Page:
This was the overriding message of Galileo Capital CEO Theo Vorster, who was Hollard Insure’s keynote speaker at the FIA Virtual Summit on 30 September. The virtual event replaced the annual FIA Advice Summit, as a result of the current COVID-19 restrictions.
Vorster, a well-known and prolific commentator on investment- and market-related issues in the South African media, a regular market commentator on Moneyweb’s RSG Geldsake, hosts his own programme on kykNET called Sakegesprek met Theo Vorster, a contributor to VIA TV’s Geldhelde and also writes a monthly finance newsletter for Netwerk24 – spoke to the topic, The Known Unknowns.
Essentially, “known unknowns” are those issues of our environment of which we are aware, but not their outcomes, and over which we have little or no control – but which hold massive implications for all of us.
“Our economy is in terribly bad shape,” Vorster began, saying that South Africa is in a dangerous economic situation where terms such as “fiscal cliff” are starting to be bandied about.
“Government will need to get the GDP to grow,” he said. “We need to get the economy going … We need a framework for getting the economy going,” he said, adding that on a per-capita basis South Africa lagged behind the world.
The Medium-Term Budget Policy Statement in October 2020, and the Budget in 2021, he said, are where the government must show how it will bring South Africa’s debt under control.
The US presidential election in November is a major known unknown, Vorster said. If the incumbent, President Donald Trump, wins, it is likely that challenger Joe Biden will concede – but if Biden wins by a slim majority there is likely to be “volatility and uncertainty”, as Trump has already indicated that he would not accept losing.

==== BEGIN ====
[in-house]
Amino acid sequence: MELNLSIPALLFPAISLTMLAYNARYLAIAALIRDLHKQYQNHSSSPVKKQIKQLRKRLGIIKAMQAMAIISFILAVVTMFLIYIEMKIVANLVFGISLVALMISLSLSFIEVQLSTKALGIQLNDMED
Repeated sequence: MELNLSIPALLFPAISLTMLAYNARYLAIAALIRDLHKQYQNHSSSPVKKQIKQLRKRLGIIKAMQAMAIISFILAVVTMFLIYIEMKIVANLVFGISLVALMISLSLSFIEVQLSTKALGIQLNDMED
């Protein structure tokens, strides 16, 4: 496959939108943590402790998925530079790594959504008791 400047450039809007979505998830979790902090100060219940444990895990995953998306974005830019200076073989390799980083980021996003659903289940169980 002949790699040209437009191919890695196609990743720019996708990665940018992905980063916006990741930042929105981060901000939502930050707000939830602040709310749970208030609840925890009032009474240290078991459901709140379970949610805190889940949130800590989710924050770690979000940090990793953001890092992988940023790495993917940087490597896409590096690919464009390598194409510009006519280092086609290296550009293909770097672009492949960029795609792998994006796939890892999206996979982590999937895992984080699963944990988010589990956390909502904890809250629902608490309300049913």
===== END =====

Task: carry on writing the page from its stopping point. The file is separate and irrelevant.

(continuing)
South Africa’s local government elections in 2021 represent another known unknown, Vorster argued. South Africa’s major opposition party is in disarray; the ANC, split into factions, is almost a coalition government; former Johannesburg mayor Herman Mashaba’s new party is making its debut; and it remains to be seen whether or not the Economic Freedom Fighters has reached a ceiling.
Indeed, the next national elections in 2024 “will be a different election to the last election”, Vorster noted.
Another known unknown “that can change a lot” is expected between now and the end of March 2021: the findings of the Zondo Commission of Inquiry into State capture, which will impact the local government and national elections, the next ANC national conference and investor confidence in South Africa.
“This is going to have a greater impact on our society than most of us think,” Vorster stated.
Nevertheless, he said, South Africa is in a better position than it has been for several years, and government and private capital are working more closely to find economic solutions to the country’s problems. What is essential is private sector confidence in government projects.
But it is uncertainty that bedevils South Africa. “You will have to say to your clients: ‘Expect, understand and prepare for volatility,’” Vorster told the audience of intermediaries.
Any intermediary concerned with risk management should, Vorster concluded, be more of a partner to their clients than simply a broker.